Haptic Technology

This article will give all our readers a basic idea of what exactly is Haptic technology. My aim is to open up possibilities of haptic technologies in the fields of art, design, and education. To attract the interest of potential users of haptics like educators, and students, it’s necessary to provide easy-to-make and easy-to-use haptic devices. as technology is a hot favourite topic in today’s robotic world. Lets start with the defination.

‘Haptic technology’ refers to as a phenomenon dependent on a concept called TechTile. It is a fundamental concept that combines “TECHnology” with “tacTILE” recognition and expression. The tactile feedback technology takes advantage of the sense of touch by applying forces, vibrations, or motions to the dedicated user. It adds sense of touch to virtual environments. Here, the users are given the feel that they are touching a physical object . Haptic technology has made it possible to investigate how the human sense of touch works by allowing the creation of carefully controlled haptic virtual objects.


Human beings have a multitude of senses. Sight (ophthalmoception), hearing (audioception), taste (gustaoception), smell (olfacoception or olfacception), and touch (tactioception). Amongst these we can now successfully record, store and reproduce sound and still & moving images.Now its time to deal with touch.

In our childhood, we have seen transmission of sound using two paper cups connected by a string. Similarly transmission of vibrations is now possible.

Just like HD or the new 3D glasses enhances how and what we see and that data is delivered to our brain for processing, haptics does the same for touch. Haptic devices provide physical information that is delivered to our brain to help us “see” or experience something in more depth. It is just one of the increasing ways humans and computers are growing closer beyond just simple word processing and number crunching. As the 21st century progresses, the exchange of information between our brains and computers is becoming closer and more complex and through haptics it can physically manifest itself to aid and improve our lifestyle.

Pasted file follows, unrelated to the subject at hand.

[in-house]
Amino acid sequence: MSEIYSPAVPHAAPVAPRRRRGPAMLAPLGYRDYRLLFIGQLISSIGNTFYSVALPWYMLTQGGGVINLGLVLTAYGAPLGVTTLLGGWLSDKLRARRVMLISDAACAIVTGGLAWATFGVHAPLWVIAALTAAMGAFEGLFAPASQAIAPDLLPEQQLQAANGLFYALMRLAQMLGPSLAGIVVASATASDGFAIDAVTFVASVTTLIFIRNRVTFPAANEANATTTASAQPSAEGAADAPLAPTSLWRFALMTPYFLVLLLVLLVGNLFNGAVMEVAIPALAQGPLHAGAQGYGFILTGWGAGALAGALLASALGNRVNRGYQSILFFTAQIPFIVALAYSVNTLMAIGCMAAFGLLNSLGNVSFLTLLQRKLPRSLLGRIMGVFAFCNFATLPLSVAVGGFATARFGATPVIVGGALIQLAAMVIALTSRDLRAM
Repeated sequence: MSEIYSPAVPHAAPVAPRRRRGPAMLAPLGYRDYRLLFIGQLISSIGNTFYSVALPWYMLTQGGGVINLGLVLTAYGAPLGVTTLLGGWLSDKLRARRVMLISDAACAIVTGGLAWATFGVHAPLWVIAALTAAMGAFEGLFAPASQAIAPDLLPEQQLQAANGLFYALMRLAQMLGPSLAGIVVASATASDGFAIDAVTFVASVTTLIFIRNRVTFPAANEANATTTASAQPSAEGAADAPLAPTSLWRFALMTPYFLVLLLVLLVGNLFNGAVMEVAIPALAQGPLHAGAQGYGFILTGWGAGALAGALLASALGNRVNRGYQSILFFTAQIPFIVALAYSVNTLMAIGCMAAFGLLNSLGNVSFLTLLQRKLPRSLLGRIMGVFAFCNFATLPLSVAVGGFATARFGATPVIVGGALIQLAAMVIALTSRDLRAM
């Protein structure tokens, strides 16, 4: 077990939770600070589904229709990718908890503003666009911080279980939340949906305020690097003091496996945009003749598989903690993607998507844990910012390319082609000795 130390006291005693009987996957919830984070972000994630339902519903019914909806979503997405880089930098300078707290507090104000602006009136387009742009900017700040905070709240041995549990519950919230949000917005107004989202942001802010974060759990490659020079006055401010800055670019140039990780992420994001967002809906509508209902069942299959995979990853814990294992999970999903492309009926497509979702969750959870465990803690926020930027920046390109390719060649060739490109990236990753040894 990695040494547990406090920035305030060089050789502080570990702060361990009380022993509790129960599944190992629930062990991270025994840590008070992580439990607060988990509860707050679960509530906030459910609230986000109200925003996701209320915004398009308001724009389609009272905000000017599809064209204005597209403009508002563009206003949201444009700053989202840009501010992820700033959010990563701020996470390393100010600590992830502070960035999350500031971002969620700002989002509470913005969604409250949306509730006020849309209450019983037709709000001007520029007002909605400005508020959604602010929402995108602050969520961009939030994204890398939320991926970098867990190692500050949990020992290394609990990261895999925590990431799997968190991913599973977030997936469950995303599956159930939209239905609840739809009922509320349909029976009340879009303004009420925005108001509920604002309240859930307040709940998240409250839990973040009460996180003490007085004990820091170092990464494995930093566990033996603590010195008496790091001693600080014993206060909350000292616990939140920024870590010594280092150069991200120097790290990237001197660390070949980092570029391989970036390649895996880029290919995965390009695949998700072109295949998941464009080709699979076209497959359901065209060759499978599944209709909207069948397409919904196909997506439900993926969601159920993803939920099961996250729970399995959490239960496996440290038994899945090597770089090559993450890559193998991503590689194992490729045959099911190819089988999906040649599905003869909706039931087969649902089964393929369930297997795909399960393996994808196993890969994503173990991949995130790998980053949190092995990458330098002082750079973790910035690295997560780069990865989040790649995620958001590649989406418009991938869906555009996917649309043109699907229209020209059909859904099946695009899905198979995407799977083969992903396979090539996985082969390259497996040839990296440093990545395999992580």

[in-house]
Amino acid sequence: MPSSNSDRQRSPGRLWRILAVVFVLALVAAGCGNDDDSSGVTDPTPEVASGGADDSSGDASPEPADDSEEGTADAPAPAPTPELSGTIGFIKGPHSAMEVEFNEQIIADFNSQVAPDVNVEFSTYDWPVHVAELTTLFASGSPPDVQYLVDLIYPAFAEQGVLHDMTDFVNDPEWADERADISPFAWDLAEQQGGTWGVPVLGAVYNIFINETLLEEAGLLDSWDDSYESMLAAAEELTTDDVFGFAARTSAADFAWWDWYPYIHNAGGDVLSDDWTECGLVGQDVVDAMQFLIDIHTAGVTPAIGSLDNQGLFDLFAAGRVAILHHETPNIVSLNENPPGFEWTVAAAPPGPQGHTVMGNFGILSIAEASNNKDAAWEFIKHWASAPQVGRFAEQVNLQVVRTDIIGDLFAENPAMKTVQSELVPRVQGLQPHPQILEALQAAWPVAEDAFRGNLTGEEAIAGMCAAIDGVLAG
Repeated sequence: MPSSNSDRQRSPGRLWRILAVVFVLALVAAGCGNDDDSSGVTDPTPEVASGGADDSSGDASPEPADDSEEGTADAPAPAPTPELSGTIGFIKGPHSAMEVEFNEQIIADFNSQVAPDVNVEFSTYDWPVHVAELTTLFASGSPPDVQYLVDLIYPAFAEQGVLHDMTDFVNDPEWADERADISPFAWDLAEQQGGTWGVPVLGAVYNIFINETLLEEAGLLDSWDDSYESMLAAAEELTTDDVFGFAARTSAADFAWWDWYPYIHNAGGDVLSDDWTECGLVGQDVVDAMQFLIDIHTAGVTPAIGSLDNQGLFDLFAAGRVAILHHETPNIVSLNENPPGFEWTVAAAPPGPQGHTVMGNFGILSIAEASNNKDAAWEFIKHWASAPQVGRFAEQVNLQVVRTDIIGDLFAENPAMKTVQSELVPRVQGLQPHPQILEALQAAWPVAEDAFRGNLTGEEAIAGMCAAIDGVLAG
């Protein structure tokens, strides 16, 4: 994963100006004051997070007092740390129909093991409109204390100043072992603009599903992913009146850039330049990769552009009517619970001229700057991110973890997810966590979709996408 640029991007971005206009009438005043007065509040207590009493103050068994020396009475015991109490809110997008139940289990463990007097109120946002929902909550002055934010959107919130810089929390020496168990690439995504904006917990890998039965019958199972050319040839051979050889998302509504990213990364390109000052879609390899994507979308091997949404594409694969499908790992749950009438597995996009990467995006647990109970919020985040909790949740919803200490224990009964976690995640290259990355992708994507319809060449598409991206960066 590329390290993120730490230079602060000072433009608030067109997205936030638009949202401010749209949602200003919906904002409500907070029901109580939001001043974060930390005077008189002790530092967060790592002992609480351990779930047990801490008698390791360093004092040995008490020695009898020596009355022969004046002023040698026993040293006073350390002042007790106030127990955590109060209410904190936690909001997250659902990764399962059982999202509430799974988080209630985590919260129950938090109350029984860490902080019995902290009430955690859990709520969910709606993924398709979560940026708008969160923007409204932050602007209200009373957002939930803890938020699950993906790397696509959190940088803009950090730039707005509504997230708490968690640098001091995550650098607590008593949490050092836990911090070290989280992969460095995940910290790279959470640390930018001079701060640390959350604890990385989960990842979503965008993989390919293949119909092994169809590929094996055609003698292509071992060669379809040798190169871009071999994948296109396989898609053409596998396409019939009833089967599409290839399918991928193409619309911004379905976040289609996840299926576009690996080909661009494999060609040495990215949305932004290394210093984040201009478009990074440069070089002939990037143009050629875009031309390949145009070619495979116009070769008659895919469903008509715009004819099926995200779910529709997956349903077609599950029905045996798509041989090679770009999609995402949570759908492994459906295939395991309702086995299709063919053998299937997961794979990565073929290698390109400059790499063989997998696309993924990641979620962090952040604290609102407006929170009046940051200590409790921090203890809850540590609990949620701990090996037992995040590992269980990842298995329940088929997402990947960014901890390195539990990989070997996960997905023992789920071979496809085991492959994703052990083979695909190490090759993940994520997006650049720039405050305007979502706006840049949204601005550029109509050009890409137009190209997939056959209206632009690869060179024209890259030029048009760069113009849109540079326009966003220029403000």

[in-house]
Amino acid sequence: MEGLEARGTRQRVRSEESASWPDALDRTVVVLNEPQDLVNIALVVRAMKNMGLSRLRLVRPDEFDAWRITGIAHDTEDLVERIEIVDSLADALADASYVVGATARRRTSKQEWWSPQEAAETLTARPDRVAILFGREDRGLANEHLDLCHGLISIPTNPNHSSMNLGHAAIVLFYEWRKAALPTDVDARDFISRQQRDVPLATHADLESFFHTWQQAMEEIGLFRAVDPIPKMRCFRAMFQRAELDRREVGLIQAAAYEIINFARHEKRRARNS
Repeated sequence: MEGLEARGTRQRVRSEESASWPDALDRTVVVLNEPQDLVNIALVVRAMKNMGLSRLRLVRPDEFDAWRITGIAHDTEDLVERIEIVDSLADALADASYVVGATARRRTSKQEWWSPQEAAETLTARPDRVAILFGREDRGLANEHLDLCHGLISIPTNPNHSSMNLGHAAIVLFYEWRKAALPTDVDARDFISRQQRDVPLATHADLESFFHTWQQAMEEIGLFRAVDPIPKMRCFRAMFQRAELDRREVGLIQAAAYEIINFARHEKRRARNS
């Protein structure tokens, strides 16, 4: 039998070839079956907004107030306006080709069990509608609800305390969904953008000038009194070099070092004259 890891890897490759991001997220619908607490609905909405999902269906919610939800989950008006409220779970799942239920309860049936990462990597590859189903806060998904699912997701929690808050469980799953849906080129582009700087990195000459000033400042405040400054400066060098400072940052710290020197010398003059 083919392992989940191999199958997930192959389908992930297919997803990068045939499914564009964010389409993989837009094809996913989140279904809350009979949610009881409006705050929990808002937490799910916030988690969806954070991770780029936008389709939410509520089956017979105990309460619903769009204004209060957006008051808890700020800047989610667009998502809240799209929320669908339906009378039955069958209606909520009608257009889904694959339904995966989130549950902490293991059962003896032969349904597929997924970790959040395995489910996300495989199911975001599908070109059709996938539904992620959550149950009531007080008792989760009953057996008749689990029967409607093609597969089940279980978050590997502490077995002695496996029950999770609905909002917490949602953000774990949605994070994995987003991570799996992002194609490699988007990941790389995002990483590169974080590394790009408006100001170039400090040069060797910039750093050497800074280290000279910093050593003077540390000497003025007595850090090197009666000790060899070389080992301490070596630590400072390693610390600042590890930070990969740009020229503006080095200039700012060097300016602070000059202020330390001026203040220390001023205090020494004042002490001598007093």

Haptics have been able to develop over the years as computer technology has become more advanced and computer chips and sensors have gotten small enough to be incorporated into everyday objects. These everyday objects then become much more powerful tools.

Haptics word originates from the Greek word ἁπτικός (haptikos), meaning pertaining to the sense of touch and comes from the Greek verb ἅπτεσθαι (haptesthai) meaning to “contact” or “touch”.

Most mechanical stimulation are used to assist in the creation of virtual objects which helps in controlling of such virtual objects and so as to enhance the remote control of machines and devices (teleoperators)


Basically a haptic system consist of two parts namely the human part and the machine part. The above figure shows, the human part (left) senses and controls the position of the hand, while the machine part (right) exerts forces from the hand to simulate contact with a virtual object. In terms of human system, all the nerve receptors perform required sensing, the brain performs processing and all muscles perform actuation. All these functioned by encoders, computer and motors respectively for machines. The actuator provides mechanical motion in response to an electrical stimulus.

Many designs of haptic feedback used electromagnetic technologies such as vibratory motors, same as vibrating alert in a cell phone or a voice coil in a speaker. Here a central mass is moved by an applied magnetic field.



The TECHTILE Toolkit is a haptic rapid-prototyping device that fulfills this requirement. The current system is composed of a haptic recorder (microphone), some haptic reactors ( vibrators), and a signal amplifier low-frequency vibrations.


For example, if you want to deliver the haptic sensation of glass balls in a cup, we just need to use Scotch tape to attach the haptic recorder to the bottom of a paper-cup along with the haptic reactor on the bottom of another cup. When we drop balls in the cup with the haptic recorder attached, the haptic sense of collision and rotation of balls is copied to another cup in real time.

Project By:- Shivanjali Ghanwat & Namrata Gawali


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